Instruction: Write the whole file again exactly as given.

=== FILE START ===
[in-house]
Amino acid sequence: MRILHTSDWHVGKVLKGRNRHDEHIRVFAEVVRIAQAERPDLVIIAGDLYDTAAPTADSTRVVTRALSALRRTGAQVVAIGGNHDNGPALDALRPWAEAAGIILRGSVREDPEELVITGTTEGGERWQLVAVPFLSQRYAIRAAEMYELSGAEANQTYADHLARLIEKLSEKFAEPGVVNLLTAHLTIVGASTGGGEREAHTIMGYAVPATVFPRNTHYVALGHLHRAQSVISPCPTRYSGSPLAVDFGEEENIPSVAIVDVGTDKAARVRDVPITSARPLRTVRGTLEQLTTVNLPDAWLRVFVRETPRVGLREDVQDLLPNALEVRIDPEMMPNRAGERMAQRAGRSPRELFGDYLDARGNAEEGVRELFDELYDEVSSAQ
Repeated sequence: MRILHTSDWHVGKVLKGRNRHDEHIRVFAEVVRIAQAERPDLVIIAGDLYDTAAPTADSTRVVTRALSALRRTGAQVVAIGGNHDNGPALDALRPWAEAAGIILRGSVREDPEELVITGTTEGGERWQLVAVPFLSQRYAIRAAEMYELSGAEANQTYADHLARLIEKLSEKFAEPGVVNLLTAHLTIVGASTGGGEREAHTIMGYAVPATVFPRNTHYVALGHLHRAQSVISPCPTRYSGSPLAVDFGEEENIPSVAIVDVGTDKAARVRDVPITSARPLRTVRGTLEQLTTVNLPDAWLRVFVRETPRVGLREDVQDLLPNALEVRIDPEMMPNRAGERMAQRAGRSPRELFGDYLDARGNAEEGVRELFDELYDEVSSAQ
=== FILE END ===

[in-house]
Amino acid sequence: MRILHTSDWHVGKVLKGRNRHDEHIRVFAEVVRIAQAERPDLVIIAGDLYDTAAPTADSTRVVTRALSALRRTGAQVVAIGGNHDNGPALDALRPWAEAAGIILRGSVREDPEELVITGTTEGGERWQLVAVPFLSQRYAIRAAEMYELSGAEANQTYADHLARLIEKLSEKFAEPGVVNLLTAHLTIVGASTGGGEREAHTIMGYAVPATVFPRNTHYVALGHLHRAQSVISPCPTRYSGSPLAVDFGEEENIPSVAIVDVGTDKAARVRDVPITSARPLRTVRGTLEQLTTVNLPDAWLRVFVRETPRVGLREDVQDLLPNALEVRIDPEMMPNRAGERMAQRAGRSPRELFGDYLDARGNAEEGVRELFDELYDEVSSAQ
Repeated sequence: MRILHTSDWHVGKVLKGRNRHDEHIRVFAEVVRIAQAERPDLVIIAGDLYDTAAPTADSTRVVTRALSALRRTGAQVVAIGGNHDNGPALDALRPWAEAAGIILRGSVREDPEELVITGTTEGGERWQLVAVPFLSQRYAIRAAEMYELSGAEANQTYADHLARLIEKLSEKFAEPGVVNLLTAHLTIVGASTGGGEREAHTIMGYAVPATVFPRNTHYVALGHLHRAQSVISPCPTRYSGSPLAVDFGEEENIPSVAIVDVGTDKAARVRDVPITSARPLRTVRGTLEQLTTVNLPDAWLRVFVRETPRVGLREDVQDLLPNALEVRIDPEMMPNRAGERMAQRAGRSPRELFGDYLDARGNAEEGVRELFDELYDEVSSAQ